- The following teams are guaranteed a bye day and will not be playing on Wednesday: GSW, CHI, CHA, TOR, CLE, LAL, MIL.
- The following teams are still up in the air: PHX, D-League, NOP, SAS, DAL.
LIFE IS SO CRAZY.
Here are the updated standings as of the end of Q1 of MEM/PHO and CHI/POR.
-- Aaron McGuire
FINDING AUTHENTICITY IN THE MOJAVE WASTELAND
There's a sort of paradox that lies at the root of all team sports. Consider the underlying juxtaposition: the dynamism and entertainment of team sports alongside the dismal grind of the athlete's preparation. "He's an exciting, dynamic player" must be said, regurgitated, challenged, and deconstructed at its core before a team decides to take a chance on the player through waivers or trade or draft. The player's excitement and dynamism only emerged because of an enormous sacrifice of hours a day in training. Relentless decades in the video room, relentless self-analysis, relentless self-betterment.
I look at my endless, sprawling drafts and songs and -- alas! -- drawings. They're scattered. Various hard drives, scratch paper distracted from original function, Christmas albums published and unpublished, blogs with two entries that I really got enthused about and forgot the next morning, and all the sordid rest. And there are still days I wake up and can't seem to compose a sentence that anyone else on Earth can understand, at least to the extent that I want them to. It's dispiriting. And there are days I wake up and all the experiences, even those I'd previously classified as useless, are consummated together within my soul. And my prose flows freely. Comprehensible, understandable, stark. And most days are in the middle. If I'd worked at it less, I'd have more days like the former; if I'd more, I'd have more days like the latter. That's what I tell myself. And at the core of competition with the self, that's what we all have to tell ourselves. It's a conversation with ourselves that can be fraught with delusion, but it's a conversation about substance, and there's some sort of empirical measure to answer for.
"This isn't brilliant, but it's publishable."
"This isn't publishable, but it's fluent."
"This isn't fluent, but I kept the rhythm and the intonation. I can feel proud of this, given...".
Some of these players get paid millions of dollars to play a game, and in our culture we tend to get all righteous about this when teachers and firefighters and so on do so much more for our society and all that. With good reason. And then the counter: should we REALLY be determining what people can earn based on what others can't? Is there not room in a perfect society for a million-dollar athlete and a properly-valued million-dollar teacher? And the elephant in the room, the baseline here, might be that we tend to see sports as fun, above all else. But it's also a sort of strange evidence one can put forth of our incompleteness as a society, an unaccountable waste of time and resources, or at the very least a tasty side dish to the main course of life.
Sort of like... Las Vegas.
See what I did there? Confession: being in Vegas makes me feel authentic by juxtaposition. I can resist the casinos with placid frugality. I can resist the nostalgia of the nebulously blended together "Fifteen to Thirty-Five Years Ago aka When Those Of You That Can Run a Tab Were Young" with naught but vigorous activity. I can resist the desire to make myself worse, to forget, to spend, to be false. I can resist. I can resist. I can resist. I can feel superior and get drunk on my own apparent superiority and it's actually cheaper than literally getting drunk. But I know it's a lie and I know it's a fictional narrative designed to increase perception of my own value and character. I didn't become a better person because I surrounded myself with more vice. What's more, I know dismissing it all as vice is its own form of inauthentic rabble.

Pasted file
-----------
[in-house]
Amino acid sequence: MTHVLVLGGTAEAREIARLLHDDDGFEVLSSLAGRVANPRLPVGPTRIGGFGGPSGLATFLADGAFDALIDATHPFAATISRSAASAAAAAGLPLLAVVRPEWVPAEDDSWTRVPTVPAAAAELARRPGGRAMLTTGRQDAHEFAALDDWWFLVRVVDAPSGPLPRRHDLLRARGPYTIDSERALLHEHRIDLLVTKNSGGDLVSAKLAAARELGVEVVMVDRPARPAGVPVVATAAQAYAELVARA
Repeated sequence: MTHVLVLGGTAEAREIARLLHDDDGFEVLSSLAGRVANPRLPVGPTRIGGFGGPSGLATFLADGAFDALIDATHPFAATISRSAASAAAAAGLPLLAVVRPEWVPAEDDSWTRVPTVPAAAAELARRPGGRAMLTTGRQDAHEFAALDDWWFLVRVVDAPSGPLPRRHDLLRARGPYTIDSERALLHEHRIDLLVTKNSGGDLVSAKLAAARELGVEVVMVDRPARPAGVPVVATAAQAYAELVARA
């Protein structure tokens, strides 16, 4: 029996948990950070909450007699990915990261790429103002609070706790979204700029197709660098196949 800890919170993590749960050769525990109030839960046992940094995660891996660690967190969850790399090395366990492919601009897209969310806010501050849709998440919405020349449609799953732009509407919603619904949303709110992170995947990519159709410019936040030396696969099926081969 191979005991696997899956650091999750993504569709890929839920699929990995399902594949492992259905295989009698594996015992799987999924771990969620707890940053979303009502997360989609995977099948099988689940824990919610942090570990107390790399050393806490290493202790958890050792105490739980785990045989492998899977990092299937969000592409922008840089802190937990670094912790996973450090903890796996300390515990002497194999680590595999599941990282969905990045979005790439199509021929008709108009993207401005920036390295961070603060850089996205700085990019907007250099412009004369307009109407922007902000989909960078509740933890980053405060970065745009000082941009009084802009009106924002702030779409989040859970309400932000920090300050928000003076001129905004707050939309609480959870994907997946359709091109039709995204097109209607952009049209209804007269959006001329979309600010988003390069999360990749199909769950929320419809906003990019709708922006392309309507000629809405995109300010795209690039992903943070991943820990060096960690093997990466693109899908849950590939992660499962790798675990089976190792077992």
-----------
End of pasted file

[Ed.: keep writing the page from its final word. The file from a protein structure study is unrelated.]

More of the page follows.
It's a way for me to have a confident, judgmental stride that I haven't deserved, an easy conversational shorthand to find common ground with fellow travelers. It's awful. Sometimes I think we watch sports in its spectacle to get to this form of paradoxical blend of miring ourselves in the drama and the simultaneous feeling ourselves above the drama. Rooting interests keep us grounded, aesthetics, sportsmanship, but sometimes I just want something interesting to happen. And, put it this way: My moral sense isn't always the first one to respond to an interesting happening.
Summer League is pretty neat because there is no such pretense of anything else. The league is too meaningless to be a determining factor in anyone's career, it's a Bayesian flyswatter of slight probabilistic meaning. And the competitiveness of the product on the court is nil and arbitrary. Lance Thomas isn't exactly competing with Deshaun Thomas, even if they may both be going for the board. Sure, it would be nice for each player to snag it. It'd be worse if they don't. But they're mostly competing against their team's established rosters, which has so little to do with the direct, symmetric competition before us that they might as well just repeat the tautological mantra: "do more, do better." And thus there's a strange blend of incentives. It's an overdose of a 35-year-old-on-a-28-win-in-a-contract-year team vigor. And that blend of incentives writ large determines the game. The fans know it, the writers know it, the front office people, the coaches, the players know it.
For all the occasional on-court absurdity, it's not wearing any alibis: In the end, Summer League is exhibition, it's learning, it's competition against the self that reigns here, for every single participant. Even for the fans, who are mostly in it for a good time and maybe some free T-shirts, there's not necessarily any sort of rooting interest so much as pursuit of entertainment. They have to find out what to watch for and enjoy it. It's authentic, even when the back-and-forth sequences of turnovers can make you grimace. Summer League is a nice bridge between the dismal "how athletes are made" (which takes decades) and the fascinating "what athletes can do" (which may take a tenth of a second). It helps us understand what must go on first, and gives us a taste of what symphonies this overture of decades is building to. And best of all, it doesn't pretend to be anything different.
Except for this tournament thing. What's up with that?
-- Alex Dewey